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I Am Love (2010) ***

June 28, 2010


written by: Luca Guadagnino & Barbara Alberti
produced by: Luca Guadagnino & Tilda Swinton
directed by: Luca Guadagnino
rated R (for sexuality and nudity)
120 min.
U.S. release date: June 25, 2010 (wide)
I have to say it….Oscar-winning actress, Tilda Swinton, often looks like David Bowie to me with her sculpted cheekbones, slicked-backed hair and piercing gaze. That’s just an observation of an oddity and in no way diminishes Swinton’s capacity to intoxicate an audience with her talents and the characters she embodies. She is clearly one of the most original and intriguing actors working today. In her new film, “I Am Love”, an undeniably attractive love story set in Italy, her Bowie only comes out toward the end, when the story has come to its inevitable and emotional unraveling. Until then, a passionate Swinton can be found surrounded by a seemingly content life of monochromatic monotony, in a melodrama that is about to take an inevitable tragic turn.
“Io sono l’amore”, the film’s Italian title, provides artfully bold images of picturesque cities and countryside that parallel the emotions portrayed on-screen. From the cold, stark winters of Milan to the colorfully bright springs in Sanremo, director Luca Guadagino crafts a film that shows how human emotions are just as precarious. It’s a film that will either instantly absorb viewers with its quiet sequences accompanied by an eccentric score by John Adams, or will understandly albeit undeservedly, repel them. I was taken by it though and its lush levels of visual passion that more than made up for its sparse characterization.

It’s time for the patriarch of the Recchi family to pass the torch on to the next generation in respect to their successful textile business. That responsibility is bestowed to both Tancredi (Pippo Delbono) and his son,  Edoardo (Flavio Parenti) as the family looks at what direction the company can go in the new millennium. Tancredi’s wife, Emma (Tilda Swinton) looks on at a pivotal time with a supportive smile as she quietly dismisses herself early from the family’s festivities, retreated to her own room in their vast mansion. It becomes obvious that like many who marry into a large inclusive family, there’s difficulty in maintaining any sense of individuality.  

Russian-born Emma is aware of such challenges and as she sees her children embrace their desires and the reality of who they truly are, something awakens in her. It’s an awakening assisted by Edoardo’s friend and hopeful business partner, Antonio (Edoardo Gabbriellini),  a passionate chef who woos Emma with his sensual culinary abilities. He represents a freedom and peace that attracts Emma, elements she is lacking in her life. The two soon begin an intense affair that allows Emma to embrace her desires yet the cost of this newfound love is tragic, causing irreversible damage to the entire family.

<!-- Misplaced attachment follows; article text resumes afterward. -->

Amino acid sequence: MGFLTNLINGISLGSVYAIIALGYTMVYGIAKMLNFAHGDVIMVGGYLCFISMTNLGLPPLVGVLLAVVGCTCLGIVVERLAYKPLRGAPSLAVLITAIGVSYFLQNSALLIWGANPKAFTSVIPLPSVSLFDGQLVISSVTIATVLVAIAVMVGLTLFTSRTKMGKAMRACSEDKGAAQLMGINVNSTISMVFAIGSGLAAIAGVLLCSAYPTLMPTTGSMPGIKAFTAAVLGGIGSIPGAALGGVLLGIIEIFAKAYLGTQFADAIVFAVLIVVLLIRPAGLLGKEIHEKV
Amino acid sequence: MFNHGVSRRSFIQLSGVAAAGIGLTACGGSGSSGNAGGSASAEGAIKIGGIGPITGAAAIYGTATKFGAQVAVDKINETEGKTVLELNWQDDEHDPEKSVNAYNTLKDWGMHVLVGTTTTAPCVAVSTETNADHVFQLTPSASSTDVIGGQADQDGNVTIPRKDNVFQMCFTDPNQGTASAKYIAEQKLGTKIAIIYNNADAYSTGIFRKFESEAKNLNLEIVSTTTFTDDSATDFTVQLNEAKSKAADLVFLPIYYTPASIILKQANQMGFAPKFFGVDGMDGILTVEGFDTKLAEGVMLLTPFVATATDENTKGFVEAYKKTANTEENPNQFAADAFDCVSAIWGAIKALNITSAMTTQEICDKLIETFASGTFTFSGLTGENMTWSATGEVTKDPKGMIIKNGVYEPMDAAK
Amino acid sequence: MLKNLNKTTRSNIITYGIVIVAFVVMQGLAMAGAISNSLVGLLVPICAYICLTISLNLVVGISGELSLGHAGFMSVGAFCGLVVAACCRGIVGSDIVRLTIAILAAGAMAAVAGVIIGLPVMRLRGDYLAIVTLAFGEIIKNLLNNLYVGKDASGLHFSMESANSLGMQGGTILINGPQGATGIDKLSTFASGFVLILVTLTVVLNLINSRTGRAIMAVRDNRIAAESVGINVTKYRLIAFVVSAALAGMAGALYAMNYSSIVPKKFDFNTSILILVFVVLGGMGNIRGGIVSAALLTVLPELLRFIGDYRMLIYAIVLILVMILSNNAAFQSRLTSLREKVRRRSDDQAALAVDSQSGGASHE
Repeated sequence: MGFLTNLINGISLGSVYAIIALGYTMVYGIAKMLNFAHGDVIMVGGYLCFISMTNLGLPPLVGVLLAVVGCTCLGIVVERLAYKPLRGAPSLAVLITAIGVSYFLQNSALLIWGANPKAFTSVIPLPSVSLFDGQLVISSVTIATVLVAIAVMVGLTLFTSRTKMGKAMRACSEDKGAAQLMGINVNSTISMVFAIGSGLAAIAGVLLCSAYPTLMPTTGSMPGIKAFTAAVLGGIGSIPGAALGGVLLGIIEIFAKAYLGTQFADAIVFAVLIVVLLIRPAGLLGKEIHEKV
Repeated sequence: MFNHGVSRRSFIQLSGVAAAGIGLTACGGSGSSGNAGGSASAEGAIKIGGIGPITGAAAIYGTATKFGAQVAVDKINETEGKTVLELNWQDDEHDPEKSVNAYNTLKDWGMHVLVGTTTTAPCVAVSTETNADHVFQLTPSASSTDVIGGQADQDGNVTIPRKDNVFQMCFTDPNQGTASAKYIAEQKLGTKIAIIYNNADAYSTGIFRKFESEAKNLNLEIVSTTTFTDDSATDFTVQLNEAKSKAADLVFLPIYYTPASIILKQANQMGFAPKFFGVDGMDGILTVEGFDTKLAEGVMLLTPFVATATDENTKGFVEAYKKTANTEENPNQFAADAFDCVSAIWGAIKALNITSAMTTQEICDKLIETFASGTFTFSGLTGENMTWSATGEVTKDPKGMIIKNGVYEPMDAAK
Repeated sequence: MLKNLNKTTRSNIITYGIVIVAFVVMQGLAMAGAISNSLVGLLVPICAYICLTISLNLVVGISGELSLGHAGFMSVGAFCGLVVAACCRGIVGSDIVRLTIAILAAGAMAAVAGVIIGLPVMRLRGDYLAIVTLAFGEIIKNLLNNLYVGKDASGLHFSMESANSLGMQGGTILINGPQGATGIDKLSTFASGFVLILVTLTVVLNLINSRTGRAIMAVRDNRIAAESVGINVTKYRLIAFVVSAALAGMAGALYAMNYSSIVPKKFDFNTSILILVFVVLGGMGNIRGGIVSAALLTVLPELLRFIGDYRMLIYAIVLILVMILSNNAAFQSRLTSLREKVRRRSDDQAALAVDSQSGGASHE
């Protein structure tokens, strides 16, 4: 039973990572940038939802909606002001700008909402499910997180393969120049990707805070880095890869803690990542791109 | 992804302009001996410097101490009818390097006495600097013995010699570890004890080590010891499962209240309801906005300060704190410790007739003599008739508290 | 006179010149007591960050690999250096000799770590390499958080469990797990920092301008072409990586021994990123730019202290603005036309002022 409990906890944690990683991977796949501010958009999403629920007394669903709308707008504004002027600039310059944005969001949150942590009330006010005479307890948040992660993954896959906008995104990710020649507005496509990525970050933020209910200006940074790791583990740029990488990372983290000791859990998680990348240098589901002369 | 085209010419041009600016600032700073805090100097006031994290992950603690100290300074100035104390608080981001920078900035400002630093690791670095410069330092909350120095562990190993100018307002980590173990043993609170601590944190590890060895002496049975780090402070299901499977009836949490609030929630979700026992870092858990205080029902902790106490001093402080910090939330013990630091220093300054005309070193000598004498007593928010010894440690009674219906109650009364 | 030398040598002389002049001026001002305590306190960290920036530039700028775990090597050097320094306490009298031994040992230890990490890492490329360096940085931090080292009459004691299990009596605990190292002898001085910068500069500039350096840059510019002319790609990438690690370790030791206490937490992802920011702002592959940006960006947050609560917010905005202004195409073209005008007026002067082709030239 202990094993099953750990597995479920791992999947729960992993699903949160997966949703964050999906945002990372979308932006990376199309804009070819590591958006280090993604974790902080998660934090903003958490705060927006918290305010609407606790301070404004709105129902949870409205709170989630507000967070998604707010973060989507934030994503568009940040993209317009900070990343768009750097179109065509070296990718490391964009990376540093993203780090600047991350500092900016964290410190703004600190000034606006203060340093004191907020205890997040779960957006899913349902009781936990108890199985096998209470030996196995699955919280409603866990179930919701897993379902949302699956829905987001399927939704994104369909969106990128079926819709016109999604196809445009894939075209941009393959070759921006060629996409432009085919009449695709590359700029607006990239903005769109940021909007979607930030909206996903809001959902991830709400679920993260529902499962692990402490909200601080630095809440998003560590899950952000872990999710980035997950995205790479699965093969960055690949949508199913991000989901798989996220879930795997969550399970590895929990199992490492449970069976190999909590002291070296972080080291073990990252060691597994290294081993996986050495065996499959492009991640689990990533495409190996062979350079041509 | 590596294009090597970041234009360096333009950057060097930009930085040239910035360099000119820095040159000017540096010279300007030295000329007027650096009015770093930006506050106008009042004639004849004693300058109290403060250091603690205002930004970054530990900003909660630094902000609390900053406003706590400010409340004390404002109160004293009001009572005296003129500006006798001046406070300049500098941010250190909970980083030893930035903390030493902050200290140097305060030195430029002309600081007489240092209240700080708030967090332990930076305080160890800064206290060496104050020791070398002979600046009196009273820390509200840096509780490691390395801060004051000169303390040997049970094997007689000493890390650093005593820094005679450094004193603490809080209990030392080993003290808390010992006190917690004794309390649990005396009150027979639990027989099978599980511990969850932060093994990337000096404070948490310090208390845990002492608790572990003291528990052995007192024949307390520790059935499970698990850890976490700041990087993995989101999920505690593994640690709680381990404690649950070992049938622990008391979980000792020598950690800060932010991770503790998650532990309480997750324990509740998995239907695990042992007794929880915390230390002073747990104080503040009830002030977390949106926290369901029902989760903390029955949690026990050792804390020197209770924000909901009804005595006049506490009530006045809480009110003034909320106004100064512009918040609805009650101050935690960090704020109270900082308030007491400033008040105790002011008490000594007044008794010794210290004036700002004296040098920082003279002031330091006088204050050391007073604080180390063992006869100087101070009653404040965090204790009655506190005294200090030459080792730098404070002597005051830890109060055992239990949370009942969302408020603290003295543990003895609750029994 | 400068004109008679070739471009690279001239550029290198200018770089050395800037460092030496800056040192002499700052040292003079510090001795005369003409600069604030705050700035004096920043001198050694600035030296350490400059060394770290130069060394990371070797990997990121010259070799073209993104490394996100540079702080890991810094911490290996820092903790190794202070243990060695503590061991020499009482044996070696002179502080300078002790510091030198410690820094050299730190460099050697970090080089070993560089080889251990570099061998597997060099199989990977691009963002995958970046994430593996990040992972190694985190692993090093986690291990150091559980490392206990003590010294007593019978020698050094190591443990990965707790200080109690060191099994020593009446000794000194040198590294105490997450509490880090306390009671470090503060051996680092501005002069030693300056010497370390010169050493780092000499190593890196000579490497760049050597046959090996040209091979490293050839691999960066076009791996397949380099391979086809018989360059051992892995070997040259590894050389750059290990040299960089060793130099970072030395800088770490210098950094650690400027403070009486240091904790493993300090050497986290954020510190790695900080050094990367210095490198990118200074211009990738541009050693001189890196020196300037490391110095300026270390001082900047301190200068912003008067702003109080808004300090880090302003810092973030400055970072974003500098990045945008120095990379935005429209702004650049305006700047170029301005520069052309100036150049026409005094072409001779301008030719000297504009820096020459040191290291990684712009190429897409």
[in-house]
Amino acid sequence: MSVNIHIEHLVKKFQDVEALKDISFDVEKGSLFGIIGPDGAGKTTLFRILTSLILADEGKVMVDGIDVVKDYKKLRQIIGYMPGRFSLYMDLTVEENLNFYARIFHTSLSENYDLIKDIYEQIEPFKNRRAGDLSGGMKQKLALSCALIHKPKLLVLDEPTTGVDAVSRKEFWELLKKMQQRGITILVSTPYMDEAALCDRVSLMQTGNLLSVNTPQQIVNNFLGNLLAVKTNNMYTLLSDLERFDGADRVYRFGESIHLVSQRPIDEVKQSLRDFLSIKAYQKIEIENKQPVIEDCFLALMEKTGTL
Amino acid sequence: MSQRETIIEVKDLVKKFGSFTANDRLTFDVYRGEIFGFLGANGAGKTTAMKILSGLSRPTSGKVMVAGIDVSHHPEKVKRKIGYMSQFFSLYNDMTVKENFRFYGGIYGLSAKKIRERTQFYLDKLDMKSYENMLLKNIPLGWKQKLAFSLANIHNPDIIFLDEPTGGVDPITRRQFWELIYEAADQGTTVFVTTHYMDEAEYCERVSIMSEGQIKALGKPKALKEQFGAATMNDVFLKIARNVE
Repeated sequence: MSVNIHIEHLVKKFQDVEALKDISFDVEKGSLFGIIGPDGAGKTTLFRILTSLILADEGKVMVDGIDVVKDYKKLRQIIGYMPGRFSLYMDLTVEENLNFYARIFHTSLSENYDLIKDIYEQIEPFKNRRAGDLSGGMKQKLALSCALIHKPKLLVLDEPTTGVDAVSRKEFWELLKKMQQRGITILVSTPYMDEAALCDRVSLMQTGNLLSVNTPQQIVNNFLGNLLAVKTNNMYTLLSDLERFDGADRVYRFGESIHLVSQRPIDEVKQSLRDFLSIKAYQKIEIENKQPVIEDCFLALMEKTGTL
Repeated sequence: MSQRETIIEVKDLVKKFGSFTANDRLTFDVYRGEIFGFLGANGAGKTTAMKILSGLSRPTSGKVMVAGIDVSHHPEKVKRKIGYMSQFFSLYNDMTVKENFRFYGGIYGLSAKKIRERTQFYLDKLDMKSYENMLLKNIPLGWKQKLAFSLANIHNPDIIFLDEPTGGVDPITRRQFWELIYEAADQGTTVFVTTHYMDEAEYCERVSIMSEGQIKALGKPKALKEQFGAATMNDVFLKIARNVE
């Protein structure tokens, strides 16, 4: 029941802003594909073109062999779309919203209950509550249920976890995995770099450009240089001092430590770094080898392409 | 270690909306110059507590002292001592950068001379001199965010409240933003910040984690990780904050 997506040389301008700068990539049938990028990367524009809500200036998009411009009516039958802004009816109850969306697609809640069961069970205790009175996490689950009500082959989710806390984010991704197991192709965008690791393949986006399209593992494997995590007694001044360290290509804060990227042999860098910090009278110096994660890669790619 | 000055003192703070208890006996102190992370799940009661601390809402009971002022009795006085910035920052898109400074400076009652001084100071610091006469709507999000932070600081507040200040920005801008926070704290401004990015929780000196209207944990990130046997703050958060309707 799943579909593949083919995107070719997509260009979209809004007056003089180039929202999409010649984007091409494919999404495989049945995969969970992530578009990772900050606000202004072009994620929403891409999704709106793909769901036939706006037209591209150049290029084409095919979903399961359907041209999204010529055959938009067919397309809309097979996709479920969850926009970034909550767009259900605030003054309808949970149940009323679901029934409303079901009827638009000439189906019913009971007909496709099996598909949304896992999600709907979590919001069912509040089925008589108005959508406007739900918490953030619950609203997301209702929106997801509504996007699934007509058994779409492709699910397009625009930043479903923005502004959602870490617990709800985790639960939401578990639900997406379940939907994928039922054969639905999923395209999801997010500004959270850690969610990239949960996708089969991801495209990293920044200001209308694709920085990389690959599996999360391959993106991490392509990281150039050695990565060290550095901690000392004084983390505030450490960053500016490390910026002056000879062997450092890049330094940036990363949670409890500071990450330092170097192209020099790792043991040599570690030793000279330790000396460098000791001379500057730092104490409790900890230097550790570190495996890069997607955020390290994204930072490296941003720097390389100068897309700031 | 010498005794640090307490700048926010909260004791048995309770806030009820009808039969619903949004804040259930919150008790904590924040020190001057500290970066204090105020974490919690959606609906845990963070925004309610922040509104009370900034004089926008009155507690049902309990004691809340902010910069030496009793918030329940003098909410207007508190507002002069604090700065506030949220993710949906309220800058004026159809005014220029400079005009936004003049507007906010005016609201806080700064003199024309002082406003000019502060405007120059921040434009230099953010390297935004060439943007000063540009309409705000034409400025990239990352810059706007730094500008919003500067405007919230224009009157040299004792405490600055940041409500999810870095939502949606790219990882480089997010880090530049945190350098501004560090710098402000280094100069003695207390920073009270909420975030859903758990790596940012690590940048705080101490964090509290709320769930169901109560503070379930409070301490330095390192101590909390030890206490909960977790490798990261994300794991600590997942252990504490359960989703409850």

It’s no revelation to see a film that focuses on a filthy-rich Italian family with their traditions, expectations and emotional impotency. This film sheds no new light on any family dynamic nor does it offer a script that delves into these characters all that much. Instead, Guadagnino and cinematographer Yorick Le Saux invest an extended amount of time periods constructing the mood of impending doom that is facing the future of the family. Through continuous but not pretentious camerawork, we follow seemingly random shots that bring together a visually alive viewing experience.   

Once you give into the fact that the strength of the film lies in its visual delights, the faster you will be swept away by its rich color palette and exquisite locations. Unfortunately, it demands a patience that not every viewer has, in fact in the screening I attended there were several people walking out within the first twenty-five minutes. That’s not something you see all the time. It’s too bad they felt the urge to leave instead of  giving into the intoxicating sound and vision provided. They certainly missed out on a strong and committed performance by Swinton, who continues to entrance us with her boldness. 

As Emma, Swinton has quite a character arch to tackle in this melodrama. From reserved in her extravagant wardrobe to unbridled nakedness, she concludes the film with an emotionally unhinged exit. And if you invested yourself in this film the way I did, you’re with her every step of the way. It’s obvious that Swinton had been invested in the this project  with Guadagnino for the past decade. Not only does she master the Italian language but she has to do so as a Russian speaking Italian. Not an easy task. On top of that, she does this while baring it all both physically and emotionally. While Guadagnino tends to go on in length a bit longer than necessary, this remains a compelling examination of aching emotion and the disastrous results of selfish abandon. It may not be for everyone, but it remains a memorable and unique cinematic experience on many levels.


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